The Partnership and the Arts

The Partnership and the Arts

By Tristram Riley-Smith

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The Art of Integration – Islam in our Green and Pleasant Land is the title given to an exciting exhibition that opens at the Centre for the Study of Pakistan at SOAS next week. 

The exhibition is linked to the Muslims, Trust and Cultural Dialogue project being undertaken by Partnership Leadership Fellow Professor Peter Morey, and is ‘a visual introduction to the diversity of British Islam’. It draws on the work of photographer Peter Sanders who has spent five years travelling around the United Kingdom seeking to understand and record a side of Islam rarely displayed in the media. The focus of Peter’s work is on integration as opposed to assimilation or alienation. You can now view the flyer for the exhibition.

I have a fascination in the part that visual and performing arts play in shaping and sustaining social values and narratives. The outcome not always benign or positive: research by Dr Sara McDowell of the University of Ulster into commemorative parades linked to the Irish Troubles, shows that wounds can be re-opened and divisions maintained (although the unveiling or existence of physical memorials does not tend to instigate violent conflict). Partnership researchers like Professor Peter Morey, Professor Caroline Rooney and Dr Wendy Pullan are developing profound insights into the way in which theatre, film, poetry and architecture can create conditions that promote engagement and empathy and undermine conflict and hatred. Caroline is actively involving herself in the creative process, and over the last year has produced a play, Keepers of Infinite Space, and a film, White Flags.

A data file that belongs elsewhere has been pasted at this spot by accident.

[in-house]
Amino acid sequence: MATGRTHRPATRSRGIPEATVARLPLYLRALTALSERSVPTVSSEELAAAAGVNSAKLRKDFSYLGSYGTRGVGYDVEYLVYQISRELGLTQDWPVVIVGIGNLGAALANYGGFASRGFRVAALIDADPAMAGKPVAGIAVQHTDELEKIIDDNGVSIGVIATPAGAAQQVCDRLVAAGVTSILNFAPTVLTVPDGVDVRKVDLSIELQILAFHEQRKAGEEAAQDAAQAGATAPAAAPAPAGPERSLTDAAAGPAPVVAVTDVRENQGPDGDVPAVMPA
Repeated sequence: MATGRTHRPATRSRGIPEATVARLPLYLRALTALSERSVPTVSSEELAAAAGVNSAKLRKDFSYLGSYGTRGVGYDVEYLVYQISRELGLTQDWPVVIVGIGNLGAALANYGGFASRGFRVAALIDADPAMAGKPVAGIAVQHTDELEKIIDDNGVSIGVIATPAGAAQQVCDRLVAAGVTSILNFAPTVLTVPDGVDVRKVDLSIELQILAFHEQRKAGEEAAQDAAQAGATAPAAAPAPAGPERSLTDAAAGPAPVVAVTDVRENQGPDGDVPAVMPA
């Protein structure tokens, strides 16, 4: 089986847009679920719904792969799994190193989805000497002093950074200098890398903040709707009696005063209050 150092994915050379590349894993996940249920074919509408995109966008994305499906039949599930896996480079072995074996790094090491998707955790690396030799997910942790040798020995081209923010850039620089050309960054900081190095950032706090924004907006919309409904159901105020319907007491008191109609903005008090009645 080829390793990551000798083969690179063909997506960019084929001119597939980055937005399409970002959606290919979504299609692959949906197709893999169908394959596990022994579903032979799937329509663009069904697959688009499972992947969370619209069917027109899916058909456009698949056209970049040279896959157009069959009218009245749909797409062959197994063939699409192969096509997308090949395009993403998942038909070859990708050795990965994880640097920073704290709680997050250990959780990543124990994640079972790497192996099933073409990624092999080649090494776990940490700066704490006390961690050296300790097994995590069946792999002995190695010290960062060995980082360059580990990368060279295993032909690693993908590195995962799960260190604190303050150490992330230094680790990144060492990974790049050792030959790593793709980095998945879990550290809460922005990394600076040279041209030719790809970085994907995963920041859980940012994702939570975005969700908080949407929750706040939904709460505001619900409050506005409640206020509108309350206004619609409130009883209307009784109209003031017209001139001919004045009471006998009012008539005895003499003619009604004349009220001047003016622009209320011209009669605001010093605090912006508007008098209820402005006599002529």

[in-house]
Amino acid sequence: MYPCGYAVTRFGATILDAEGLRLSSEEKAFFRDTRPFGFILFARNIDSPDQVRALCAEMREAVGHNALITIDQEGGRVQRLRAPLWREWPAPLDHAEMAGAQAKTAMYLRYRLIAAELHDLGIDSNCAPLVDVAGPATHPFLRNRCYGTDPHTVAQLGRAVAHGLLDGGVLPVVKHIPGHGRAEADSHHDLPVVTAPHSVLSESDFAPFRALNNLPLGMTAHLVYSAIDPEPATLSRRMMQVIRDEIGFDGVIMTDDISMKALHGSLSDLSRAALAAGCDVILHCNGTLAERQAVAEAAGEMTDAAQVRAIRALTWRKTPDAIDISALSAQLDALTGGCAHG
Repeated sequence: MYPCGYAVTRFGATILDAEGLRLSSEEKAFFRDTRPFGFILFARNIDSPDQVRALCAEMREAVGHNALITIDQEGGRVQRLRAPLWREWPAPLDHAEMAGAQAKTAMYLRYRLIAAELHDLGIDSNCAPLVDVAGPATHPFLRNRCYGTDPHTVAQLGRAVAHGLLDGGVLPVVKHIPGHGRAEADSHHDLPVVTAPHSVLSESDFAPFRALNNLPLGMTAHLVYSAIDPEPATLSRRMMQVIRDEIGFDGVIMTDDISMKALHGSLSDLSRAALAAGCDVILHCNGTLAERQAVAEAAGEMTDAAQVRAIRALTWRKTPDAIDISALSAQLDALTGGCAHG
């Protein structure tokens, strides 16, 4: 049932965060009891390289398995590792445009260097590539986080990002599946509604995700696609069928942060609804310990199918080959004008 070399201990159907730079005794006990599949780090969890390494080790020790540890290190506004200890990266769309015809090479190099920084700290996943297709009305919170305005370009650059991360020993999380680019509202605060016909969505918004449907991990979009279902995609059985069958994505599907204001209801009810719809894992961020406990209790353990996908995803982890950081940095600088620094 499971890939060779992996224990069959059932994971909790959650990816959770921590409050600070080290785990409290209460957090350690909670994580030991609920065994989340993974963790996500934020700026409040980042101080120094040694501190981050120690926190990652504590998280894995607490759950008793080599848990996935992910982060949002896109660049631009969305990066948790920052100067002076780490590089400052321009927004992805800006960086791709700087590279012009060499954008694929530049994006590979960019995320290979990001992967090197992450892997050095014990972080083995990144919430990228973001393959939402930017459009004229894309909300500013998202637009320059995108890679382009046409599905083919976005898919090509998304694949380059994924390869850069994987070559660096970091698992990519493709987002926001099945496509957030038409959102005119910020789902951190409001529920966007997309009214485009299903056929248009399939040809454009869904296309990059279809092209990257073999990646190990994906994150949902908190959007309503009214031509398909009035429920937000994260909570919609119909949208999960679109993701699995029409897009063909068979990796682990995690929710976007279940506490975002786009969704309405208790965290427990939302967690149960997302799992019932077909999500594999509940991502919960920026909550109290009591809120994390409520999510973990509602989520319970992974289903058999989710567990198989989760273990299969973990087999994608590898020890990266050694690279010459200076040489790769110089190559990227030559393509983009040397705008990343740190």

As External Champion, I am committed to supporting impact from every academic discipline, ranging from Behavioural and Social Sciences to Engineering and Physical Sciences. But my own doctoral research, 35 years ago, was as an anthropologist of art, working with the traditional ‘god-makers’ of the Kathmandu Valley who cast metal images of both Hindu and Buddhist gods, so I feel a particular affinity to the humanities.

It is, then, with the greatest pleasure that I will be chairing a panel at tomorrow’s Centre for Science and Policy conference entitled Art and Memory: Conflict and Conflict Resolution. Two remarkable artists – Sejla Kameric and Glenn Sujo – will join me to discuss the way in which art has explored the horrors of displacement, discrimination and crimes of war both in Bosnia and during the Holocaust. Kathleen Palmer, Head of Art at the Imperial War Museum, will also take part in the panel, discussing how the Museum collects and uses art to engage audiences in thinking about modern war and conflict, from the First World War through to today. It is going to be a fascinating session.

Dr Tristram Riley-Smith is the External Champion to the Partnership. He was appointed to the role in April 2013. He is also Director of Research at the University of Cambridge Department of Politics and International Studies and an Associate Fellow at the Centre for Science and Policy.